- The Washington Times - Wednesday, April 22, 2015

If the seas were calm and his schedule agreeable, Mitch Harris would grab a baseball and head out into the open air. In these rare moments, the flight deck of the USS Ponce was his playing field, the Persian Gulf his stadium, a Dominican cook his throwing partner.

“He was about the only person I truly trusted to throw with,” Harris said, “because I was scared I’d hurt anybody else.”

Over four years and eight months in the U.S. Navy, this is how Harris kept his professional baseball dreams alive. After graduating from the Naval Academy in 2008, his duties as a surface warfare officer prevented him from pursuing a career in Major League Baseball. Three deployments on two ships to Russia, South America and the Middle East made it difficult to keep his arm in shape. Making it to the big leagues was more a dream than a legitimate goal.

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But seven years later, with his full-time service commitment fulfilled, Harris stood on the third-base line at Nationals Park on Tuesday night, holding a St. Louis Cardinals hat over his heart. As the National Anthem rang throughout the stadium, the moment began to sink in: Harris had made it to the big leagues. And if or when he appears in a game, he will become the first Navy graduate to do so since Nemo Gaines in 1921.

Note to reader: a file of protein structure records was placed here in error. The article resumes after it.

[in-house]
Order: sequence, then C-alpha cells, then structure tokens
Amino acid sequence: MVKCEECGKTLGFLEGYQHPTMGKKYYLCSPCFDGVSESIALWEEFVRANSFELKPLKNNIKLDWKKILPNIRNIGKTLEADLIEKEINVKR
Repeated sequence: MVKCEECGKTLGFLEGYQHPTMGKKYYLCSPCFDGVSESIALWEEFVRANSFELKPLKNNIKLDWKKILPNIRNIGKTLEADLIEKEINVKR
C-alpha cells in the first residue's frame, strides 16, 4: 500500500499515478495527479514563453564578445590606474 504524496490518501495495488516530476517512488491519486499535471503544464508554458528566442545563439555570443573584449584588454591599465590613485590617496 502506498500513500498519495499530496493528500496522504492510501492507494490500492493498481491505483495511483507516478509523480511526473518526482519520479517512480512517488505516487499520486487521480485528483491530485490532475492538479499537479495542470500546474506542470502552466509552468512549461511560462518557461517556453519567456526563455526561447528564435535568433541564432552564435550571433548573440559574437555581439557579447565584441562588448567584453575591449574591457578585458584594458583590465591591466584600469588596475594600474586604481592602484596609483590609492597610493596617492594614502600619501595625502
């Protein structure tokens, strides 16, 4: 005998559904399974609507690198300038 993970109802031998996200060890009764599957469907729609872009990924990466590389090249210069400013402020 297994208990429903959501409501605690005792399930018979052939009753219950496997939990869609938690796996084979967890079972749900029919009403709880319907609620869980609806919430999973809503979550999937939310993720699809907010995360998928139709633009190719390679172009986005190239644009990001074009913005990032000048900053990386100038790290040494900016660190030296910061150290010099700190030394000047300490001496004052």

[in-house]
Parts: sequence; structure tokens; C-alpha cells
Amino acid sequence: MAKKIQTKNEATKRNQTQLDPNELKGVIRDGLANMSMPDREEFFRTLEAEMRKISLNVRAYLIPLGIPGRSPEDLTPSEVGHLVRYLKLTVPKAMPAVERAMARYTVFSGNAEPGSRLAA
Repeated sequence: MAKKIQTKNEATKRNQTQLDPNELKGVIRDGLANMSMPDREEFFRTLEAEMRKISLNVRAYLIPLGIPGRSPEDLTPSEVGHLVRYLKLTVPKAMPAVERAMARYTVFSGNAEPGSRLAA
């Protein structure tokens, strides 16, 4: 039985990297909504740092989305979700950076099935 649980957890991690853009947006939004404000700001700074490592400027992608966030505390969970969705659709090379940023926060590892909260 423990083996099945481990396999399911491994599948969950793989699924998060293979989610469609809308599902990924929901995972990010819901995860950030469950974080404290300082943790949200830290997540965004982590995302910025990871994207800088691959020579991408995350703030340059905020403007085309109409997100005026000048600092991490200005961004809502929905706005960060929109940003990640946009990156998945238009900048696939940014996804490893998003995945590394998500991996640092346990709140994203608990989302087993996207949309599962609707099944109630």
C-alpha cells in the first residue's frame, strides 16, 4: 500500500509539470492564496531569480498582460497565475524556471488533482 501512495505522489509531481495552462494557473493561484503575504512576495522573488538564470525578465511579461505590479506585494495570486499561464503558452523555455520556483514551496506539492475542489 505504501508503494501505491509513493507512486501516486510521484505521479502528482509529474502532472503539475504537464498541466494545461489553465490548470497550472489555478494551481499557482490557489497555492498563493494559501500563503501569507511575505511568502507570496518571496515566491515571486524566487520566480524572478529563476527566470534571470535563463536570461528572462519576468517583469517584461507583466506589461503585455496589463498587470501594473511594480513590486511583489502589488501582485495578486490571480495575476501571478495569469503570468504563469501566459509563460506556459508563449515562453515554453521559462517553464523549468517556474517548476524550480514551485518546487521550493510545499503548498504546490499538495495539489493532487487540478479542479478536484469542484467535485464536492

The right-handed relief pitcher from Mount Holly, North Carolina had long dreamed about this opportunity. But did he ever truly believe it would happen?

“Yes,” Harris said Tuesday afternoon. “I think the toughest part is when you have a dream, if you tell yourself you’re not going to be able to do it, you’re setting yourself up for failure. So I told myself the whole time that there was going to be a time where I was going to get a chance to do this. There’s definitely days where I thought there’s no shot, no chance I was going to do this. But here we are.”